JLC Founder’s Tea Pays Homage to the Women of the WWII War Effort

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Afternoon tea at the Peninsula Hotel is always a good idea. Enjoying afternoon tea at the Peninsula Hotel in tribute of the WWII-era women is a fantastic idea.

On October 28th, the Junior League of Chicago met at the Peninsula Hotel for its annual Founder’s Day Tea. The tea is a moment to reflect and pay homage to Lucy McCormick Blair Linn and ladies who helped her establish the Junior League of Chicago back in 1912.  The tea itself was served with a flourish and attendees nibbled on scones, finger sandwiches and an array of dessert delights.

The event was kicked off with a welcome and homage to our founders by Ruth Gallagher Nelson, president of the Junior League of Chicago.  Gallagher Nelson then introduced keynote speaker Claire Kitchin Dahl.

Kitchin Dahl is a former high school history teacher and current “Tribute” Rosie the Riveter. “Tributes” volunteer their time to spread awareness of the hard working women of America that dedicated their time and service during WWII. Rosie the Riveter is the face of countless women who went to work in factories and took up physically laborious jobs during WWII.

The “Tributes” are currently working to raise funds for the Yankee Air Museum located at the Willow Run Bomber Plant in Michigan. During the war, over 40,000 workers, the majority of whom were women, worked at Willow Run. The facility produced over 8,000 B-24 bomber airplanes during war time. Willow Run is a symbol of the hard work and sacrifice American women put in during the WWII war effort.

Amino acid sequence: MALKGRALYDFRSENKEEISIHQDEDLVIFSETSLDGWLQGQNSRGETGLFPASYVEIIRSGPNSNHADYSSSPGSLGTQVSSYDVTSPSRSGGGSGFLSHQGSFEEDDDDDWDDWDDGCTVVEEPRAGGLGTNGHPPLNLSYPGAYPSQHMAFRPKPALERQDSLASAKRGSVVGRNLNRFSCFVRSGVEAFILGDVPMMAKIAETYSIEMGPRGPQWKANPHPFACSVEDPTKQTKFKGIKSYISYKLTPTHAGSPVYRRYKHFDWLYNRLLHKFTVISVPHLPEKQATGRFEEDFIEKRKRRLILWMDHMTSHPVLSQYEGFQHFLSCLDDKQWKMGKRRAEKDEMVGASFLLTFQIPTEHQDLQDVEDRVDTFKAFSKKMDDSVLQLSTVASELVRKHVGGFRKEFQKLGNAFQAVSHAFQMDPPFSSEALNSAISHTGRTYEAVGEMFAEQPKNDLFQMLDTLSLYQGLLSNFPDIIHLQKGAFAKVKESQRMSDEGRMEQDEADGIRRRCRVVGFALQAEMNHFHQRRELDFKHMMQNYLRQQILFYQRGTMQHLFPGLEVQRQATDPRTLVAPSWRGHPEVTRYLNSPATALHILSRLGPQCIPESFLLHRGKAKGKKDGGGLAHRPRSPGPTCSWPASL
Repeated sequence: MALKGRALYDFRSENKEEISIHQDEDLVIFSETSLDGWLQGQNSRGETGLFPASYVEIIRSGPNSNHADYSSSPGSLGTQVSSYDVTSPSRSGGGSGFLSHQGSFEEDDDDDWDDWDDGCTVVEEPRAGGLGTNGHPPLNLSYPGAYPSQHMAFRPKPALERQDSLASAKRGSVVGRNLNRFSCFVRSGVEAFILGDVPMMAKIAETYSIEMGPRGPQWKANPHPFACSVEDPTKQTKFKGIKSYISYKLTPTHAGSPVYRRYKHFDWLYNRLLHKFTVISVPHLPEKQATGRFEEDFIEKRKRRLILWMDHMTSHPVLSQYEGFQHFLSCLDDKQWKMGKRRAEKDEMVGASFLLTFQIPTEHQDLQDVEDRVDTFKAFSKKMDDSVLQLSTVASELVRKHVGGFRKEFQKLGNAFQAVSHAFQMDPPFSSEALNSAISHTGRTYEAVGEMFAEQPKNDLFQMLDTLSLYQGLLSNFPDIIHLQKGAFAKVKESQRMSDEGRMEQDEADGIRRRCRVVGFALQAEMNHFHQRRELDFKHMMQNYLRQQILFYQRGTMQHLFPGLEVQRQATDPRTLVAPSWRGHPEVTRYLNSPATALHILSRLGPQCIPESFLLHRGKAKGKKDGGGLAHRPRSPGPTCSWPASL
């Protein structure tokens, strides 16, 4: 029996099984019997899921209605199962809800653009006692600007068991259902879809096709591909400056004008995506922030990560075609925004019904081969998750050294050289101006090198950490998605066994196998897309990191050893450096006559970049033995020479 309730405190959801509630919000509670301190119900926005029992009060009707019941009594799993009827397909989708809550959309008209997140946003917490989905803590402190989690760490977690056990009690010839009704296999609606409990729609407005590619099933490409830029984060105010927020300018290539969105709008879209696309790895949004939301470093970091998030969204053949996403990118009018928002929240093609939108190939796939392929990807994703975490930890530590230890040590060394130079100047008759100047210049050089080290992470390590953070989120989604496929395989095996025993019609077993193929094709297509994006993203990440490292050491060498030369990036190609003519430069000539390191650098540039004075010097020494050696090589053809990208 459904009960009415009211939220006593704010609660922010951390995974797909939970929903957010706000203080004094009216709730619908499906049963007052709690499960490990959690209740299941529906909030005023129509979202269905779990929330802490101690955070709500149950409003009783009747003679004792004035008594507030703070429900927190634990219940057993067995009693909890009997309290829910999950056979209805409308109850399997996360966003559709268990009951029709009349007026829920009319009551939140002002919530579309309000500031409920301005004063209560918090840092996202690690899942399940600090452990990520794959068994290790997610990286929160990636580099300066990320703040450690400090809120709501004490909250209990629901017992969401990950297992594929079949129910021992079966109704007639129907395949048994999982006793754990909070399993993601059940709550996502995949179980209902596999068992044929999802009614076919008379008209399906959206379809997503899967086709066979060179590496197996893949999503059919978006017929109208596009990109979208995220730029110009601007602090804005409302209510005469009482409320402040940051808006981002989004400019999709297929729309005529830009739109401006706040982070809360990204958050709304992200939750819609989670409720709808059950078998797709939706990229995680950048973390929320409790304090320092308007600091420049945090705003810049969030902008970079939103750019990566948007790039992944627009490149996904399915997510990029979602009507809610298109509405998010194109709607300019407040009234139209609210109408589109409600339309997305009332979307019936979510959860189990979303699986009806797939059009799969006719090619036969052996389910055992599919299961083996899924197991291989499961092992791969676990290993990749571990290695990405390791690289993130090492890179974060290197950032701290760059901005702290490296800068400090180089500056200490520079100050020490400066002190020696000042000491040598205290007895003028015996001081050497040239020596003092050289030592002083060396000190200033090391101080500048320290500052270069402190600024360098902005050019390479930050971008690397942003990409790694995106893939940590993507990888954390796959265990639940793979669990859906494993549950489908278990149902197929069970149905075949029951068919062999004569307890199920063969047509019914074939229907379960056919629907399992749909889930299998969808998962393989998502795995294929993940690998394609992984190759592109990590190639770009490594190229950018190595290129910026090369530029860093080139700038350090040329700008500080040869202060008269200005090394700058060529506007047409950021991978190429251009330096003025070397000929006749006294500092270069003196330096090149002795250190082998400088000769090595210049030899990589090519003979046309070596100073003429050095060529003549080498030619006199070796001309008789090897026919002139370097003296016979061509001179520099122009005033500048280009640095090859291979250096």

WWII era women broke down barriers to fields that had previously been closed off to them. Their accomplishments were pivotal in changing what was seen as “suitable work” for women in the post war era. Although women may not have been on the front lines during WWII, their work on the home front pushed boundaries and created change — and for that, they are heroes!

By Kirsten Larson Butler, 2017-18 Topics and Trends staff member

 

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